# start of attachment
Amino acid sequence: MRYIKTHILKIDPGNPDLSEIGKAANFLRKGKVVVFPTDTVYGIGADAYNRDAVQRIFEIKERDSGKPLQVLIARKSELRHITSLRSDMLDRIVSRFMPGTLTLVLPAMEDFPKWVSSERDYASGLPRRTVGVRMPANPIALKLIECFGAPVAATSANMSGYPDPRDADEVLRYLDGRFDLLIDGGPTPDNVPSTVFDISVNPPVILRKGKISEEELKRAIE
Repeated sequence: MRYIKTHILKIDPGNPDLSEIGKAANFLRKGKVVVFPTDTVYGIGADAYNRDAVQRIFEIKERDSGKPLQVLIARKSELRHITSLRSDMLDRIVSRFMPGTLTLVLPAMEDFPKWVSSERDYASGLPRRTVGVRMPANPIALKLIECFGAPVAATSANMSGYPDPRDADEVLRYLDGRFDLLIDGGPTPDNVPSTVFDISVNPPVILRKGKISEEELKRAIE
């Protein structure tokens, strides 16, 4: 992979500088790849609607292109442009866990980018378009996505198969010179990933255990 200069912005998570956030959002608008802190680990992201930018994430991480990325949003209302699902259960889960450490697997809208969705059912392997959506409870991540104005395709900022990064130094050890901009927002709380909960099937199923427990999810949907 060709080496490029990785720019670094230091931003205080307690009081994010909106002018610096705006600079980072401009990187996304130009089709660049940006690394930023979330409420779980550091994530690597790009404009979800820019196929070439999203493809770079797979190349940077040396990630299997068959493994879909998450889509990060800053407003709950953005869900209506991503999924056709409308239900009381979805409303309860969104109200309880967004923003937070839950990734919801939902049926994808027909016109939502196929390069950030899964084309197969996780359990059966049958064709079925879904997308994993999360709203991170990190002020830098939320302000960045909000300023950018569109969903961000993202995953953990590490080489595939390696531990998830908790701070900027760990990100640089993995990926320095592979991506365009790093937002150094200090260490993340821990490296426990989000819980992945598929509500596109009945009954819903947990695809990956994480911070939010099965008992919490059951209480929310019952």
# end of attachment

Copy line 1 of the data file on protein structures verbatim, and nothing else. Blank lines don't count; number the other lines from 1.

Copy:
Amino acid sequence: MRYIKTHILKIDPGNPDLSEIGKAANFLRKGKVVVFPTDTVYGIGADAYNRDAVQRIFEIKERDSGKPLQVLIARKSELRHITSLRSDMLDRIVSRFMPGTLTLVLPAMEDFPKWVSSERDYASGLPRRTVGVRMPANPIALKLIECFGAPVAATSANMSGYPDPRDADEVLRYLDGRFDLLIDGGPTPDNVPSTVFDISVNPPVILRKGKISEEELKRAIE